Regulatory update: Identification of misclassified independent contractors

– [Press release from the National Lumber and Building Material Dealers Association (NLBMDA)] –

On July 15, 2015, the Department of Labor’s Wage and Hour Division (WHD) issued an interpretation of how to determine if a worker is an employee or an independent contractor in relationship to the employer.

WHD assumes most workers are employees under the Fair Labor Standards Act (FLSA). Because of ambiguities and vagueness in the statutory definition of this employment relationship, federal courts have fashioned a test for determining the status of a worker under the FLSA. The WHD Interpretation provides an analysis of the courts’ economic realities test and the application of factors that the WHD will be used to determine if a worker is an employee or an independent contractor.

It is important to note that these factors must be considered together and no one factor should be over-emphasized. No one factor is determinative of whether a worker is an employee or independent contractor.

In general, a worker is an employee if he or she is economically dependent on the employer. A worker is an independent contractor if he or she is in business for him or herself. The 6 factors below are intended to help determine the worker status. Just because one factor suggests an employment relationship or an independent contractor relationship does not mean the relationship should be characterized as such. WHD will look at the totality of the circumstances to determine the worker-employer relationship.

Six Factors of the Economic Realities Test

The Interpretation looks at the 6 most common factors applied by federal courts. The bulleted items below are taken from the Interpretation. To be considered an independent contractor:

  1. The worker’s work should not be an integral part of the employer’s business.
    Workers are more likely to be employees rather than independent contractors if they perform the primary job of the employer. Work can be considered integral to a business even if the work is just one component of the business.
  2. The worker should be in business for him or herself with evidence of using managerial skills relative to exposure to profit or loss and development of future work.
    This factor focuses on whether the worker exercises managerial skills and whether those skills affect the worker’s opportunity for both profit and loss. The worker’s ability to work more hours or the amount of work available from the employer has nothing to do with the worker’s managerial skills.
  3. The worker’s relative investment in his or her business should be comparable to that of the employer, demonstrating that the worker is exposed to a risk of loss. Investing in tools and equipment is not necessarily a business investment or a capital expenditure that indicates that the worker is an independent contractor. The comparison of the investments of the worker and employer should not be limited to a particular job; instead, the relative investments of the worker in his or her business should be compared to that of the employer in its business.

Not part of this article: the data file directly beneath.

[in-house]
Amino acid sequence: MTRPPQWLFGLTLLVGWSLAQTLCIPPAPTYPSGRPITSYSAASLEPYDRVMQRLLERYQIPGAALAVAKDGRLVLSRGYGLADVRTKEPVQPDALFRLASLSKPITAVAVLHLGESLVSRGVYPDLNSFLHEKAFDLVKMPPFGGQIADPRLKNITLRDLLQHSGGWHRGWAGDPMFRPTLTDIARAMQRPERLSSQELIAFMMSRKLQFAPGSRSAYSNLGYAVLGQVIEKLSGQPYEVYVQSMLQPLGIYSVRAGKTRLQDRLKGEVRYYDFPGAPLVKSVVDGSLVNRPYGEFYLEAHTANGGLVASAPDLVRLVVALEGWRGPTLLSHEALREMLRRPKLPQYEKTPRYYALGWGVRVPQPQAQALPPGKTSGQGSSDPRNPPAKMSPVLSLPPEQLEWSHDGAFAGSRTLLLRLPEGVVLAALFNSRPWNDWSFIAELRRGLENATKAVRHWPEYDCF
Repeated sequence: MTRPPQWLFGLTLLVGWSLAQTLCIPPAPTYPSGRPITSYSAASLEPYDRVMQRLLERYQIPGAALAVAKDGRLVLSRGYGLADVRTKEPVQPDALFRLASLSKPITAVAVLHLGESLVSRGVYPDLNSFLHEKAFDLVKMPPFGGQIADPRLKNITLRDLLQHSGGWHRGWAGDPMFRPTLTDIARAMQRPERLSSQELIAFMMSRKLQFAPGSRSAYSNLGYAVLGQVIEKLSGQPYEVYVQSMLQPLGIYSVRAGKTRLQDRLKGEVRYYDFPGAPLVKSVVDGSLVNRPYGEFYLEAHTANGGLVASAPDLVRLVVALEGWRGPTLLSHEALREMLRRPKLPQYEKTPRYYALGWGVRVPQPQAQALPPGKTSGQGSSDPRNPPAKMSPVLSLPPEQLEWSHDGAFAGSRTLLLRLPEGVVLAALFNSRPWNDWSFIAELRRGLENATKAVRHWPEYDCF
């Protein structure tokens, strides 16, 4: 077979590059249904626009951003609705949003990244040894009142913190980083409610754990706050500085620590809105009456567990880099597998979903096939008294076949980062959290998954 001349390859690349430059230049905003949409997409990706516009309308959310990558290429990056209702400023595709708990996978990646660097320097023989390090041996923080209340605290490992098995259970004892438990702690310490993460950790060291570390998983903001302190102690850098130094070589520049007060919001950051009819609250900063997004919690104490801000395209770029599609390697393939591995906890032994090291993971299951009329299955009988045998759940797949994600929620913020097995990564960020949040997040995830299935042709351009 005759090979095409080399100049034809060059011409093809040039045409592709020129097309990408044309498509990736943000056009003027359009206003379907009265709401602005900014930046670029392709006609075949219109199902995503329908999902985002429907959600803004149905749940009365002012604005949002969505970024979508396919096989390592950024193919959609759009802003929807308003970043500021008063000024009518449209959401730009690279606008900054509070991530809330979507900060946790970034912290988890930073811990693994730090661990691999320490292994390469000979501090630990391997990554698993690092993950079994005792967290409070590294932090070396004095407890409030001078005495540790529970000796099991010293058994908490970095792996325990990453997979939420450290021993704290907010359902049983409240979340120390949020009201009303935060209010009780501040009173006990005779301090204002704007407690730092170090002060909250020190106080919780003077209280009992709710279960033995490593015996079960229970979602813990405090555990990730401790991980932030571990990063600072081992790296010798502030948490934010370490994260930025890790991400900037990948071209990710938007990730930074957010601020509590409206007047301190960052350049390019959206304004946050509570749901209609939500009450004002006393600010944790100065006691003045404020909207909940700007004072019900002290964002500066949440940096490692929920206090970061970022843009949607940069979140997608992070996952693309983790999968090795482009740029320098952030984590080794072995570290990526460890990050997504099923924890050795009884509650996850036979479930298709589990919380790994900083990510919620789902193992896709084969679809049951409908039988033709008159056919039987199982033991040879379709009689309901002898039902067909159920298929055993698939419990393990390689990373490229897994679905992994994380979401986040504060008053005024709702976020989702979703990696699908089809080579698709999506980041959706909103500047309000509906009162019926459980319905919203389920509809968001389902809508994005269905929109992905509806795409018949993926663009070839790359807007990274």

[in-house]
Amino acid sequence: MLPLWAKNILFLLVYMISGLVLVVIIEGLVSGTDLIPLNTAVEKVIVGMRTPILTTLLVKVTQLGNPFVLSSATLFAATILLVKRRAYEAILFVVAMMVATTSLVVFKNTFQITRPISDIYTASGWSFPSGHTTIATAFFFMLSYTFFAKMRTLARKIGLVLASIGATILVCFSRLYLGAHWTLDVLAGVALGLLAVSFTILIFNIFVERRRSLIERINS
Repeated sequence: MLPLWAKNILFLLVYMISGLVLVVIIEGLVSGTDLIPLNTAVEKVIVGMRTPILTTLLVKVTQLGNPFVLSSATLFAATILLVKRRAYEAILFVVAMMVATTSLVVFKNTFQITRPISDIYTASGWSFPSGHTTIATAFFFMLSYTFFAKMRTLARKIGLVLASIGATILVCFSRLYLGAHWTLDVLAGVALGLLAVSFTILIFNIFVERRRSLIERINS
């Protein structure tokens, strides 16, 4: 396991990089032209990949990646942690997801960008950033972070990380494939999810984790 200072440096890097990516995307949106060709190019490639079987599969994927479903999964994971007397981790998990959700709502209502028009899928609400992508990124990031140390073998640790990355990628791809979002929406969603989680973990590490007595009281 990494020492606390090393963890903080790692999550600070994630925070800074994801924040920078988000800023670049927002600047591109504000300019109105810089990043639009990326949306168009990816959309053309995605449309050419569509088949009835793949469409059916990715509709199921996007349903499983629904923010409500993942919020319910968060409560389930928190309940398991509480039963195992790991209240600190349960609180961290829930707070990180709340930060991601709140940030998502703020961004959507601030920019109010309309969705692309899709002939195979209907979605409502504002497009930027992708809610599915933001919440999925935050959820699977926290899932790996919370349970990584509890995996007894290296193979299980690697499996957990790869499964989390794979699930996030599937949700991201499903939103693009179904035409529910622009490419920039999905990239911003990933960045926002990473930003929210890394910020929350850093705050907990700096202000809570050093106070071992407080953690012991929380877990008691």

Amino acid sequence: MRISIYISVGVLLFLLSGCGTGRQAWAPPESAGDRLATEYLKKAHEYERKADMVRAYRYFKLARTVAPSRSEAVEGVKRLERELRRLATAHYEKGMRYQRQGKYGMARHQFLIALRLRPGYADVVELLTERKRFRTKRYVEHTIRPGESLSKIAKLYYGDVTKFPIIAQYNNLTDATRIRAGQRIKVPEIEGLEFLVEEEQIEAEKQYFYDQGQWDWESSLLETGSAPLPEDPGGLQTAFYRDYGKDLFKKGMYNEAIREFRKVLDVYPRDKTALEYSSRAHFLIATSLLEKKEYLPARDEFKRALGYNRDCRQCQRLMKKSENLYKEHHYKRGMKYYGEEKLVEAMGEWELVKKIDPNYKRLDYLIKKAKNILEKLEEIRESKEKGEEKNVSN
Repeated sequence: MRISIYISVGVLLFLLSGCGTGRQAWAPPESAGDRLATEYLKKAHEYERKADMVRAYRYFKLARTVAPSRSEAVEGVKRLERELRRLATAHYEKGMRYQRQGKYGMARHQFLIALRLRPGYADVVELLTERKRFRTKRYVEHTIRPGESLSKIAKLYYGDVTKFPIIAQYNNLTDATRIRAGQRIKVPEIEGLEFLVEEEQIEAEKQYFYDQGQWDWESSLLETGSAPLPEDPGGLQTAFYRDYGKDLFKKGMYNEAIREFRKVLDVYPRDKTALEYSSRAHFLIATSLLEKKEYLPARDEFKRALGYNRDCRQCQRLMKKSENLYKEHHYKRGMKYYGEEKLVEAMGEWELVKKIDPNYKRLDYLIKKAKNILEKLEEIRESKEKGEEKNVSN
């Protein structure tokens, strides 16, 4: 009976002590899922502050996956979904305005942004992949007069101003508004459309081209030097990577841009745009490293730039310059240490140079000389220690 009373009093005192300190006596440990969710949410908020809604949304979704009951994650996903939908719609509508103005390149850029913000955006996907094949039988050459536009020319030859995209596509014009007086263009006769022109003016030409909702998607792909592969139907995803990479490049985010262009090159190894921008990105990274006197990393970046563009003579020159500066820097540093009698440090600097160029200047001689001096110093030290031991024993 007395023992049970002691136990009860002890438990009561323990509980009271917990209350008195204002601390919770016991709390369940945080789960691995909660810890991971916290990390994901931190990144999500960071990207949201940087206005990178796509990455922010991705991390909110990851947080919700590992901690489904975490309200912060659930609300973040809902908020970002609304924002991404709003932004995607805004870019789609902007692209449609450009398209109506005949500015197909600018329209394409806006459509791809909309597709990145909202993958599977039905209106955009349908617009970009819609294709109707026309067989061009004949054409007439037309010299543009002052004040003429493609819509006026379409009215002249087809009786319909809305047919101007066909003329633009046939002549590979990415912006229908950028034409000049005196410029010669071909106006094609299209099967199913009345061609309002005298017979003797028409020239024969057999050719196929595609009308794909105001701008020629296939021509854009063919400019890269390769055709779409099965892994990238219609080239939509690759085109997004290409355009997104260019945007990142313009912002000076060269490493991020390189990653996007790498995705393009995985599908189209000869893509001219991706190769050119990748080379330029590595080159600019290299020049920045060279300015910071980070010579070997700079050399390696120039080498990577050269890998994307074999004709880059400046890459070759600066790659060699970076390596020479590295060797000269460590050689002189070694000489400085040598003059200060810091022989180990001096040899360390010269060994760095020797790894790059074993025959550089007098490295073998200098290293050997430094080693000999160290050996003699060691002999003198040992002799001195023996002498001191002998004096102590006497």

4. The worker’s business skills, judgment, and initiative, not his or her technical skills, will be used to determine if the worker is economically independent – it will be assumed that an independent contractor will use his or her skills in some independent way, such as demonstrating business initiative. Specialized skills do not indicate that workers are in business for themselves, especially if those skills are technical and used to perform the work. For skills to be indicative of independent contractor status, they should be used in some independent way, such as demonstrating business initiative.
  5. Permanence or indefiniteness in the worker-employer relationship suggests that the worker is an employee – it will be assumed an independent contractor will seek independence from a single employer. Even if the working relationship lasts weeks or months instead of years, there can be a permanence or indefiniteness to it as compared to an independent contractor, who typically works one project for an employer and does not necessarily work continuously or repeatedly for an employer. A lack of permanence or indefiniteness does automatically suggest an independent contractor relationship: neither working for other employers nor not relying on the employer as his or her primary source of income transform the worker into the employer’s independent contractor. A worker’s lack of a permanent or indefinite relationship with an employer is indicative of independent contractor status if it results from the worker’s own independent business initiative.
  6. The nature and degree of oversight of the employer will be considered – it will be assumed that an independent contractor will control meaningful aspects of the work performed. The worker’s control over meaningful aspects of the work must be more than theoretical – the worker must actually exercise it. Some employers assert that the control that they exercise over workers is due to the nature of their business, regulatory requirements, or the desire to ensure that their customers are satisfied; however, control exercised over a worker, even for any or all of these reasons, still indicates that the worker is an employee.

    For More Information
    The WHD Interpretation may be found here.
    A PDF of this Regulatory Update may be found here.
    A more complete NLBMDA analysis of the WHD Interpretation may be found here.

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